Beeswax was mainly used for the production of wax candles, as wax candles produced less fatty smoke than candles made of animal fat. During the burning of the candles the beeswax burnt up. Only a small part of the beeswax was saved up in seals and an even smaller part in pieces of art. The provenance of beeswax can be established by searching for and identifying of pollen grains. If these grains are identified as produced by heath plants (Calluna vulgaris) one may conclude that the beehive stood on or near a field of flowering heath plants. However, for The Netherlands holds that in the 17th-18th centuries much beeswax was imported from Baltic countries. Would it be possible to identify the region and the time of the year of the beeswax production?

This question was positively answered by Carol A. Furness (The extraction and identification of pollen grains from a beeswax statue. Grana 33 (1994): 49-52), who investigated the pollen grains in a waxen statue attributed to Michelangelo (1475-1564). Carol Furness found pollen grains of plants growing in the coastal areas of the Mediterranean. Maybe Michelangelo obtained wax produced in the neighbourhood his Italian studio. So, on the basis of the pollen grains in the beeswax it is possible to locate the region of wax production and the period of the year of collecting. I am searching for similar papers as the one by Carol Furness reporting the provenance of wax for wax seals impressed in the 16th-17th centuries. The investigation of seals by tomography, a method borrowed from medical research, is known to me.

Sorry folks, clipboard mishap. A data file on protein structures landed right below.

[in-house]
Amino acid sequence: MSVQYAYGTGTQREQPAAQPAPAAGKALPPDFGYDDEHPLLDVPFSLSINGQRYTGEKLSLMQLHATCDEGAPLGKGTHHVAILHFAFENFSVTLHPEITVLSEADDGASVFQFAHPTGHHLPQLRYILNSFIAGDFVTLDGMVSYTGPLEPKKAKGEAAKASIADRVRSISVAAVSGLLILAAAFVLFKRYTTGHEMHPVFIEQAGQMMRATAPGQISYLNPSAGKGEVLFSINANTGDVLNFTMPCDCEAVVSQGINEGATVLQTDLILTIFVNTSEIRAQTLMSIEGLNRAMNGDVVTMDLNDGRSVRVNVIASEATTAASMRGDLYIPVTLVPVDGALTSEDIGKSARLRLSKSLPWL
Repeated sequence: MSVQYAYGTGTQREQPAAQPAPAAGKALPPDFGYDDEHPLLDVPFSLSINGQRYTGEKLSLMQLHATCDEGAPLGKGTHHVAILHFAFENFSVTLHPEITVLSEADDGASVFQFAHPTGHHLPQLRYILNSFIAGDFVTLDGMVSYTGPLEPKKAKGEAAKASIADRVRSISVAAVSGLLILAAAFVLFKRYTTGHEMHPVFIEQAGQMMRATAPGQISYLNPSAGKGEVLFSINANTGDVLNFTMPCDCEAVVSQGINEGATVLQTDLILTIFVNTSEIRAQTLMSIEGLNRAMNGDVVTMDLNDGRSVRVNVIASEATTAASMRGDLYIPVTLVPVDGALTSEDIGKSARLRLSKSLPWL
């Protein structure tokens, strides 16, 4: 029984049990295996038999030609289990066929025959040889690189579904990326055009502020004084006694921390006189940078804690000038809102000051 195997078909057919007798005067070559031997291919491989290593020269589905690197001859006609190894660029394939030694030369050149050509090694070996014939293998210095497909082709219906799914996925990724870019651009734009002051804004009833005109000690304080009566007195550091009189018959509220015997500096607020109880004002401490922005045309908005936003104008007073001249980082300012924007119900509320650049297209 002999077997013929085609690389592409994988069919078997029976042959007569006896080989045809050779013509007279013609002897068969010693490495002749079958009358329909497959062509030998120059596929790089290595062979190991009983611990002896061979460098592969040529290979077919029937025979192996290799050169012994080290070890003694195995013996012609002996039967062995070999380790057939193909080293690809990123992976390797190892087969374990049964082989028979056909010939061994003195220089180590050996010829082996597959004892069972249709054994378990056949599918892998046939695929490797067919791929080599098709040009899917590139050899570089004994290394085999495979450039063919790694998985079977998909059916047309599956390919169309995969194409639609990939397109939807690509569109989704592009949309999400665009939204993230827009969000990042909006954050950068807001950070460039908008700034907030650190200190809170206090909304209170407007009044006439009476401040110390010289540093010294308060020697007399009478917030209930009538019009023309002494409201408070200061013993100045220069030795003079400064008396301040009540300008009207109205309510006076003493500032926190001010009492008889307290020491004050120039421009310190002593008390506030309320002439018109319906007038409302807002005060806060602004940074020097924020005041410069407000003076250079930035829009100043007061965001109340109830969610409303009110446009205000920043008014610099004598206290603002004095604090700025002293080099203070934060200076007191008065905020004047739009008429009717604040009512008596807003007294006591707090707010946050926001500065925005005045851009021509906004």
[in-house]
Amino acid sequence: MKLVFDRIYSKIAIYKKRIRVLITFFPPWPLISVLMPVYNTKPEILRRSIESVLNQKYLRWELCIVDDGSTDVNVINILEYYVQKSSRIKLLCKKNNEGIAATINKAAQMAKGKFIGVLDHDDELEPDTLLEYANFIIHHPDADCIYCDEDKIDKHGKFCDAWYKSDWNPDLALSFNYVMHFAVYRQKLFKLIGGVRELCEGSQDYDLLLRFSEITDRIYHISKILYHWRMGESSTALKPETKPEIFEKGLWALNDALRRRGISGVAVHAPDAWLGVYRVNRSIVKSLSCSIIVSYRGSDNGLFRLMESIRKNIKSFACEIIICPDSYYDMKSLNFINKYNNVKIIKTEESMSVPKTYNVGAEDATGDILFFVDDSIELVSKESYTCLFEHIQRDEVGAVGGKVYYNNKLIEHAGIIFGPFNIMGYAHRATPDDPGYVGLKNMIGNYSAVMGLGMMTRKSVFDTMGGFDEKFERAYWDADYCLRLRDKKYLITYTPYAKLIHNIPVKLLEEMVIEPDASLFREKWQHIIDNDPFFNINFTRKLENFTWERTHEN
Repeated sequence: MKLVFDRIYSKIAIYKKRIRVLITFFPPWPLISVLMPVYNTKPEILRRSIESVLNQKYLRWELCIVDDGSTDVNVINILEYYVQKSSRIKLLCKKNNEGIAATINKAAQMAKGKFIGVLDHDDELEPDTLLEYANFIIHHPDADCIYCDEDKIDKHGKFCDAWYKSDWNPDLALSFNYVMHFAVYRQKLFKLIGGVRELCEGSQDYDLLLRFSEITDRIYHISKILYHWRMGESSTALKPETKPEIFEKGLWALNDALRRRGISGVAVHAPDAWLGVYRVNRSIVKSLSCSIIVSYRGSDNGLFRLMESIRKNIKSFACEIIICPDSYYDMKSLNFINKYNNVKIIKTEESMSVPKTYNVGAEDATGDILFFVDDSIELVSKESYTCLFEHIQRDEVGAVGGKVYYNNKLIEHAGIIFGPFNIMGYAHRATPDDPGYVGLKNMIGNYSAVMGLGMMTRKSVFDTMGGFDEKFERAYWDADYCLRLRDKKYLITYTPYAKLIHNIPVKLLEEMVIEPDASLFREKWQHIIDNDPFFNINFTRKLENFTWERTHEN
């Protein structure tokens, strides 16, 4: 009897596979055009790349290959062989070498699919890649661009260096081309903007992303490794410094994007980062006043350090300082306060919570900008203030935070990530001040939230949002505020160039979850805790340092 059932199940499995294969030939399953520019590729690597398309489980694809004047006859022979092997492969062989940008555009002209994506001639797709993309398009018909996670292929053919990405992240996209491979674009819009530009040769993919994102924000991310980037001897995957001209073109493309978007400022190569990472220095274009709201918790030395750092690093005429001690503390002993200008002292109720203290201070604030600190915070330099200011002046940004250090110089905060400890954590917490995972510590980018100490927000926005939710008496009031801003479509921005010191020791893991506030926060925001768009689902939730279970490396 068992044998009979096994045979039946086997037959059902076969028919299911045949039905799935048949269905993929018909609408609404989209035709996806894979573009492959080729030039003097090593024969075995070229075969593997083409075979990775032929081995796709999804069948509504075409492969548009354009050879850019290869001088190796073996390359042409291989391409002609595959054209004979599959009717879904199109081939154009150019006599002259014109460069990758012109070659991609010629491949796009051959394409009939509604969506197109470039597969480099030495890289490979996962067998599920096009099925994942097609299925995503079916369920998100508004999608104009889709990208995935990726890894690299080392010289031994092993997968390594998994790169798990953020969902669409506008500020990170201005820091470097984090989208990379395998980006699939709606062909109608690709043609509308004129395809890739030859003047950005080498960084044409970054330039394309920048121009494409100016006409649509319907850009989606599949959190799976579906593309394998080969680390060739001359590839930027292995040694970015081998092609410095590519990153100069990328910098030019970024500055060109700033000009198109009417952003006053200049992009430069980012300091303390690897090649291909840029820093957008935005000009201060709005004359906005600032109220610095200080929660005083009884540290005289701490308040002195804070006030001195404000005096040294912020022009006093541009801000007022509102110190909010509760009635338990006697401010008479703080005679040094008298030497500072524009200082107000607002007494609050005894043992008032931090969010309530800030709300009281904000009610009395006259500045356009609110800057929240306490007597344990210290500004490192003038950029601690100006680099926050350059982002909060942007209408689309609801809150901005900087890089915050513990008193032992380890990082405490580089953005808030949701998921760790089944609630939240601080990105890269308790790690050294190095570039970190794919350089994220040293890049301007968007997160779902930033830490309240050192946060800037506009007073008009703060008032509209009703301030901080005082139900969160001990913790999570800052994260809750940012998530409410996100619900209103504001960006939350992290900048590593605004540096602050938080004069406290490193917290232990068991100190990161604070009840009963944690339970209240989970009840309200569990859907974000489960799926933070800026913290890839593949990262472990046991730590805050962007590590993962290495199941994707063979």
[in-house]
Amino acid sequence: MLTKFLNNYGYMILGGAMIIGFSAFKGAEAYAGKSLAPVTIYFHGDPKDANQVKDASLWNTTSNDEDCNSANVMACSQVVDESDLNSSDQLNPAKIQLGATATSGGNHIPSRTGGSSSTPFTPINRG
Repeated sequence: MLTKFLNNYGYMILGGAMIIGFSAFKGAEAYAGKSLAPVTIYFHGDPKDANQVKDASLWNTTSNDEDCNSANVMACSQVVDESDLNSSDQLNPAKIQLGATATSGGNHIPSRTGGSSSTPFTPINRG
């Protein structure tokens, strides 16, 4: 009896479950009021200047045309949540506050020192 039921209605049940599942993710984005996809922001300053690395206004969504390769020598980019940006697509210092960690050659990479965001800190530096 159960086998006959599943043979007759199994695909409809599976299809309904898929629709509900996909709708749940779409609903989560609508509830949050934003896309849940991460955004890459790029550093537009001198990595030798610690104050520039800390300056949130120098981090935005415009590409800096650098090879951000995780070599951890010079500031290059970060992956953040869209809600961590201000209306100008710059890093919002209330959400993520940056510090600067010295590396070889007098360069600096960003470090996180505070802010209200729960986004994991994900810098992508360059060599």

Anton C. Zeven, NL-Wassenaar August 2016.

Les Sciences à l’heure médiévale

A podcast from Les Rendez-vous de l’histoire featuring Agnes Prevost discussing methods of scientific investigation and conservation of historical documents and seals.

Une plongée dans les sciences utilisées pour mener des investigations et faire ressurgir les secrets du passé contenus dans des objets médiévaux : étude des processus d’oxydation et de corrosion, analyse des encres, recherche des ADN sur des poils ou des cheveux.

Listen to the podcast.

Deterioration of white wax seals

The question posed by P. R. Eley was – “From the experience of conserving many hundreds of wax seals, why do uncoloured medieval seals appear less stable than those seals that are coloured? Rarely have I come across a good intact uncoloured seal, they tend to be unstable and rather crumbly and need much care in handling, whereas virtually all the coloured seals are robust and remarkably intact.”

Read our members’ replies here: